Do NOT mention key weaknesses here. This is not the place to say you are bad at meeting deadlines or you never mastered highschool mathematics etc. Turn this question around to your benefit. For example, you are 'overambitious' or 'extremely attentive to detail' or 'like to take on
too many projects'. Make it sound positive.
14. What are your career goals?
Show you have thought forward and are committed to your career.
5. How would you describe yourself?
Any of these are good examples of attributes employers are looking for: intelligent, hardworking, quick to learn, enthusiastic, honest, efficient, productive, ambitious, successful, compassionate (in the medical fields).
16. How would your colleagues describe you?
Do not bring up anything negative here
17. How would your boss describe you?
They will check references anyways so bring up the most positiveattribute you can think of about yourself eg hardworking, honest etc. and leave it to your Boss to say anything to the contrary.
18. What did you most like/ dislike about your past job?
Do not use this to badmouth past jobs/ employers. Keep it light and in your favour (e.g., I outgrew the job, there wasn't a clear career progression, I wasn't learning anything new etc). Ideally, you will have loved your last job and would like to achieve the same kind of success and job satisfaction in a more challenging area as you have now 'outgrown' that job and are ready for 'new challenges'.
19. Describe a situation in your past where you showed initiative?
You could describe any new methods you came up with to do your job or to save money for the company or to turn around a bad situation. It can be something as simple as changing a filing system, or establishing a relationship with a vendor that saved your department a lot of money. If you are in sales, you may want to talk about how you brought in that big account. Creatives may talk about how they came up with that cutthroat image or design that brought in the business.
20. What were your main responsibilities in your last job?
Have these ready and list them all. Dwell on the ones that are most relevant to the new job. This answer should be smooth and practiced.
21. What do you consider your greatest accomplishments?
Many of us have one or two milestones in our career that we are very proud of eg. that early promotion, that 'huge' deal we brought in, the design we came up with, the costs we saved, the revenues we increased, the people we trained, a new invention or process we came up with etc. Examples of accomplishments may be: 'Reduced costs by X%; or renamed and repositioned a product at the end of its lifecycle, or organized and led a team to do XYZ, or achieved sales increase of X% etc. If you are a fresh college graduate, talk about extracurricular activities, leadership roles and grades.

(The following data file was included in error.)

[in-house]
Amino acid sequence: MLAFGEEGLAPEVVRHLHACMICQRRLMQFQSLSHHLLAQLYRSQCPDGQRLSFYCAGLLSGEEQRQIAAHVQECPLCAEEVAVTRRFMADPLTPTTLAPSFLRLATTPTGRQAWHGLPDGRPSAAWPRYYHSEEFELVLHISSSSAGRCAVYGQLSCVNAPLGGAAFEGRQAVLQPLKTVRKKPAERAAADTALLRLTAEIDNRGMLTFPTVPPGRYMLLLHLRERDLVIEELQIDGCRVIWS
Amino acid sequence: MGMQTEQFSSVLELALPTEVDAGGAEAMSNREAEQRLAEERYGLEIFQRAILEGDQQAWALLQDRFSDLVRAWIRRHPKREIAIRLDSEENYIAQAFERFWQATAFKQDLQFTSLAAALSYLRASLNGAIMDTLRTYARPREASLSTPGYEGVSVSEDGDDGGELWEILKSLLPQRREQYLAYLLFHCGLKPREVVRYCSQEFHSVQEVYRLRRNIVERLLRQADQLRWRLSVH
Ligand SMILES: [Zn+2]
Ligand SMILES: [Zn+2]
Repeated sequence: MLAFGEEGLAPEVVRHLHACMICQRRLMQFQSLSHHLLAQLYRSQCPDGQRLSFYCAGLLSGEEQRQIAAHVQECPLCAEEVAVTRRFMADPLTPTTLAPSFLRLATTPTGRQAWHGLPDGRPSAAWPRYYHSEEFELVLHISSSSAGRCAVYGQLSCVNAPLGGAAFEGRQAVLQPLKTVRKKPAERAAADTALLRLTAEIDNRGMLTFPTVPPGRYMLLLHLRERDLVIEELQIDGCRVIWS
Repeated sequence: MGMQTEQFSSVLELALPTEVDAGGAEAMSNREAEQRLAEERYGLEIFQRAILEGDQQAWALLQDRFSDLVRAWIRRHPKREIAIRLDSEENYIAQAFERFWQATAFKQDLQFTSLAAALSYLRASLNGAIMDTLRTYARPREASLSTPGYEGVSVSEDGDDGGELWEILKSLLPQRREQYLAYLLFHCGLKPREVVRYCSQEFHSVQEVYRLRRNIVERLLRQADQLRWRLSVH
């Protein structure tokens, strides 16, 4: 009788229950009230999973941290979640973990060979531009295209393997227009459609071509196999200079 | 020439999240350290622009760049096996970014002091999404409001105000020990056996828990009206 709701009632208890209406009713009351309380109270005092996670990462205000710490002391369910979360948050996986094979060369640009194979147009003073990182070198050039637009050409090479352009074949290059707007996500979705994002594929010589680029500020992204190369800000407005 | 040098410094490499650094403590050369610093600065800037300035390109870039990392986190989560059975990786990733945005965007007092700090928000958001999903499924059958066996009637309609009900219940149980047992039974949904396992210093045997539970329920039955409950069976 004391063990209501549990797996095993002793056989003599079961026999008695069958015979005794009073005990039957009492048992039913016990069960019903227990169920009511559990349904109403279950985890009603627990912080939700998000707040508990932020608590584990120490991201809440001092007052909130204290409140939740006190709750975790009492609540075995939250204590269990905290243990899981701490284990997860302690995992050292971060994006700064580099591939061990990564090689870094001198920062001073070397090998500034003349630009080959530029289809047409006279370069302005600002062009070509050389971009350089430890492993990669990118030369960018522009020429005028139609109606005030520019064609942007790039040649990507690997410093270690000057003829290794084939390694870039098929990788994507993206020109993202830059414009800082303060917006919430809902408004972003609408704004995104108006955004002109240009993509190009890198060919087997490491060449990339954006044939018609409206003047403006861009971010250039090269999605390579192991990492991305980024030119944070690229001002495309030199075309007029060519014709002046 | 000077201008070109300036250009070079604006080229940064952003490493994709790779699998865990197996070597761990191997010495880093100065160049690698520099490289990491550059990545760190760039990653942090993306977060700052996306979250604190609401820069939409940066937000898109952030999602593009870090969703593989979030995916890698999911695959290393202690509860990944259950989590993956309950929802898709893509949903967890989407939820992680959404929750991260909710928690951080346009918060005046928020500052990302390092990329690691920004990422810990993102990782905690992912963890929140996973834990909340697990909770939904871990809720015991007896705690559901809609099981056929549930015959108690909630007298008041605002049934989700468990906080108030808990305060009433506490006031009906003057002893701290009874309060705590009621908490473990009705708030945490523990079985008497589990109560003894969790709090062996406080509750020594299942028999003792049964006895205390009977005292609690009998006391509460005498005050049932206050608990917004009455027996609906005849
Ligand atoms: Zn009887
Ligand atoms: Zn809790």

22. Describe your management style (if relevant)
23. Do you work better in teams or independently?
Show that you are a proactive teamplayer and like to bounce ideas off others and get input; however you are very capable of working independently (give examples).
24. How do you work under pressure?
Well. Give evidence.
25. What other jobs have you applied for?
Don't mention jobs in different career directions (eg advertising and investment banking). Do however bring up any other offers or Interviews from competing firms.
26. How did you do in college?
Keep it positive. It's okay to say you were very busy making the most of college and were very involved in sports, activities, social life etc. Employers want human beings not robots. Mention the areas you did very well in even if it was just one or two courses you excelled in. They will check for themselves.
27. What kind of hours would you like to work?
Employers want to see flexibility. Indicate you are willing to put in whatever hours are necessary to finish the job. Do however mention any constraints you have eg. you would like to be home to pick your kids up from school at 3:30. Most employers are willing to work around your constraints if you show flexibility on your side as well.
28. Do you have any questions for me?
YES you do. Questions engage the Interviewer and show your interest. Ask questions that show you know something about the company or the job, that you are planning ahead, that you are anxious and willing to learn the ropes and that you are committed to the position. See Questions to Ask the Interviewer for examples.
1-At( aa) Group a great deal of work is done in project teams - tell us about a time when you worked in a team. What was your role? What challenges did you face? Pay attention to how you influenced the outcome and operated as an effective team member.
2-On the (aa) you are given real responsibility from day one and each placement is what you make of it - describe a recent situation where you have demonstrated initiative and motivation. Think about when you have acted to improve, change or develop something.
3 -(aa) Group operates in a challenging global environment, across different cultures - tell us about a time when you have used your influencing skills to achieve a specific aim. Think about how you approached the issue, what you actually did and how you affected the outcome.